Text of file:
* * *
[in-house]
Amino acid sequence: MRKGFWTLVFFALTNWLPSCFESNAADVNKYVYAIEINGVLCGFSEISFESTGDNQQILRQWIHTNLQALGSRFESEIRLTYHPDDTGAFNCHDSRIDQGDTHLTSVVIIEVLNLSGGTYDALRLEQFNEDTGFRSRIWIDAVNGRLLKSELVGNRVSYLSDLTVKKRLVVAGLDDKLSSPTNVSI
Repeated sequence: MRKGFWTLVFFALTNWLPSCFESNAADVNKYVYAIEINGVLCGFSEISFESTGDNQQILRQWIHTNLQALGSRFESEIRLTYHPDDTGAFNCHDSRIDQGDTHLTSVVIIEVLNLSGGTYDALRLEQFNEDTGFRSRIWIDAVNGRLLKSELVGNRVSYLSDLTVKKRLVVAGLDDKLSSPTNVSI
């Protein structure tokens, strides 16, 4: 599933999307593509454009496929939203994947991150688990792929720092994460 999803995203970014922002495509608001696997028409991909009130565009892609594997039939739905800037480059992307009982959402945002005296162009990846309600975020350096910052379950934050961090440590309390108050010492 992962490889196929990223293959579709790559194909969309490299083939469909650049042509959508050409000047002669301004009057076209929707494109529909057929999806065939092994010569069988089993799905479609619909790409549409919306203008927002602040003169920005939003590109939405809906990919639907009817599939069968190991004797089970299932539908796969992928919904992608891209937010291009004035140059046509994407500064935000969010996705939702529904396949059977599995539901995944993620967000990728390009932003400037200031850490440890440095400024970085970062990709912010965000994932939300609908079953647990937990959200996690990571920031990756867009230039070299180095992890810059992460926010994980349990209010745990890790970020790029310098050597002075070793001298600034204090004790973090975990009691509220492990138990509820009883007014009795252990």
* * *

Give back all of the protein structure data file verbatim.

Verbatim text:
[in-house]
Amino acid sequence: MRKGFWTLVFFALTNWLPSCFESNAADVNKYVYAIEINGVLCGFSEISFESTGDNQQILRQWIHTNLQALGSRFESEIRLTYHPDDTGAFNCHDSRIDQGDTHLTSVVIIEVLNLSGGTYDALRLEQFNEDTGFRSRIWIDAVNGRLLKSELVGNRVSYLSDLTVKKRLVVAGLDDKLSSPTNVSI
Repeated sequence: MRKGFWTLVFFALTNWLPSCFESNAADVNKYVYAIEINGVLCGFSEISFESTGDNQQILRQWIHTNLQALGSRFESEIRLTYHPDDTGAFNCHDSRIDQGDTHLTSVVIIEVLNLSGGTYDALRLEQFNEDTGFRSRIWIDAVNGRLLKSELVGNRVSYLSDLTVKKRLVVAGLDDKLSSPTNVSI
């Protein structure tokens, strides 16, 4: 599933999307593509454009496929939203994947991150688990792929720092994460 999803995203970014922002495509608001696997028409991909009130565009892609594997039939739905800037480059992307009982959402945002005296162009990846309600975020350096910052379950934050961090440590309390108050010492 992962490889196929990223293959579709790559194909969309490299083939469909650049042509959508050409000047002669301004009057076209929707494109529909057929999806065939092994010569069988089993799905479609619909790409549409919306203008927002602040003169920005939003590109939405809906990919639907009817599939069968190991004797089970299932539908796969992928919904992608891209937010291009004035140059046509994407500064935000969010996705939702529904396949059977599995539901995944993620967000990728390009932003400037200031850490440890440095400024970085970062990709912010965000994932939300609908079953647990937990959200996690990571920031990756867009230039070299180095992890810059992460926010994980349990209010745990890790970020790029310098050597002075070793001298600034204090004790973090975990009691509220492990138990509820009883007014009795252990």